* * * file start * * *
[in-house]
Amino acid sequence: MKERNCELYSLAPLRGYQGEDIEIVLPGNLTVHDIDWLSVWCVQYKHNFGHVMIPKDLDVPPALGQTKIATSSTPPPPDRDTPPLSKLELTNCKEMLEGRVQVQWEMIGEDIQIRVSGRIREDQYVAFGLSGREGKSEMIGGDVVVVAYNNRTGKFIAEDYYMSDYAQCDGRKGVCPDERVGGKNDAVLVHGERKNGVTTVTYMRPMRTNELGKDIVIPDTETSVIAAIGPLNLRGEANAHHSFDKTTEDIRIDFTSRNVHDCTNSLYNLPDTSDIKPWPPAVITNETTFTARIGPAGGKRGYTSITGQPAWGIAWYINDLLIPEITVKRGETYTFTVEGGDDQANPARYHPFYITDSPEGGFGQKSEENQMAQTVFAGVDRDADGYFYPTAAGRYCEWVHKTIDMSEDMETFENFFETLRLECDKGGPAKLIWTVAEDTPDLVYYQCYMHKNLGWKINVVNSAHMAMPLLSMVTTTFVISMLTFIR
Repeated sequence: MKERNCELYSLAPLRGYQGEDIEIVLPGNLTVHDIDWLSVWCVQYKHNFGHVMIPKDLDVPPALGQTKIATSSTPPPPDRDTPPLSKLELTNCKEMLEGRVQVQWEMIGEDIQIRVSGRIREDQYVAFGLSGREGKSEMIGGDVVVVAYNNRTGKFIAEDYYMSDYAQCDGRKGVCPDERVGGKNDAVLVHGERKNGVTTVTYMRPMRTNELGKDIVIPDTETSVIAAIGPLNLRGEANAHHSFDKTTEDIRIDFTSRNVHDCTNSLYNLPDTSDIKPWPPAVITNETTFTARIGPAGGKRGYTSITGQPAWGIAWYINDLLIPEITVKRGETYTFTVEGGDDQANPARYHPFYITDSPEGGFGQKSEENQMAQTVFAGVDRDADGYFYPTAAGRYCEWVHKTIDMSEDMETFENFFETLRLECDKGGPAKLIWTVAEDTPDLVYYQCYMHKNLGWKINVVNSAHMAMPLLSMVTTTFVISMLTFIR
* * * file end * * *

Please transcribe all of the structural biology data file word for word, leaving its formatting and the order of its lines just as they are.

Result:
[in-house]
Amino acid sequence: MKERNCELYSLAPLRGYQGEDIEIVLPGNLTVHDIDWLSVWCVQYKHNFGHVMIPKDLDVPPALGQTKIATSSTPPPPDRDTPPLSKLELTNCKEMLEGRVQVQWEMIGEDIQIRVSGRIREDQYVAFGLSGREGKSEMIGGDVVVVAYNNRTGKFIAEDYYMSDYAQCDGRKGVCPDERVGGKNDAVLVHGERKNGVTTVTYMRPMRTNELGKDIVIPDTETSVIAAIGPLNLRGEANAHHSFDKTTEDIRIDFTSRNVHDCTNSLYNLPDTSDIKPWPPAVITNETTFTARIGPAGGKRGYTSITGQPAWGIAWYINDLLIPEITVKRGETYTFTVEGGDDQANPARYHPFYITDSPEGGFGQKSEENQMAQTVFAGVDRDADGYFYPTAAGRYCEWVHKTIDMSEDMETFENFFETLRLECDKGGPAKLIWTVAEDTPDLVYYQCYMHKNLGWKINVVNSAHMAMPLLSMVTTTFVISMLTFIR
Repeated sequence: MKERNCELYSLAPLRGYQGEDIEIVLPGNLTVHDIDWLSVWCVQYKHNFGHVMIPKDLDVPPALGQTKIATSSTPPPPDRDTPPLSKLELTNCKEMLEGRVQVQWEMIGEDIQIRVSGRIREDQYVAFGLSGREGKSEMIGGDVVVVAYNNRTGKFIAEDYYMSDYAQCDGRKGVCPDERVGGKNDAVLVHGERKNGVTTVTYMRPMRTNELGKDIVIPDTETSVIAAIGPLNLRGEANAHHSFDKTTEDIRIDFTSRNVHDCTNSLYNLPDTSDIKPWPPAVITNETTFTARIGPAGGKRGYTSITGQPAWGIAWYINDLLIPEITVKRGETYTFTVEGGDDQANPARYHPFYITDSPEGGFGQKSEENQMAQTVFAGVDRDADGYFYPTAAGRYCEWVHKTIDMSEDMETFENFFETLRLECDKGGPAKLIWTVAEDTPDLVYYQCYMHKNLGWKINVVNSAHMAMPLLSMVTTTFVISMLTFIR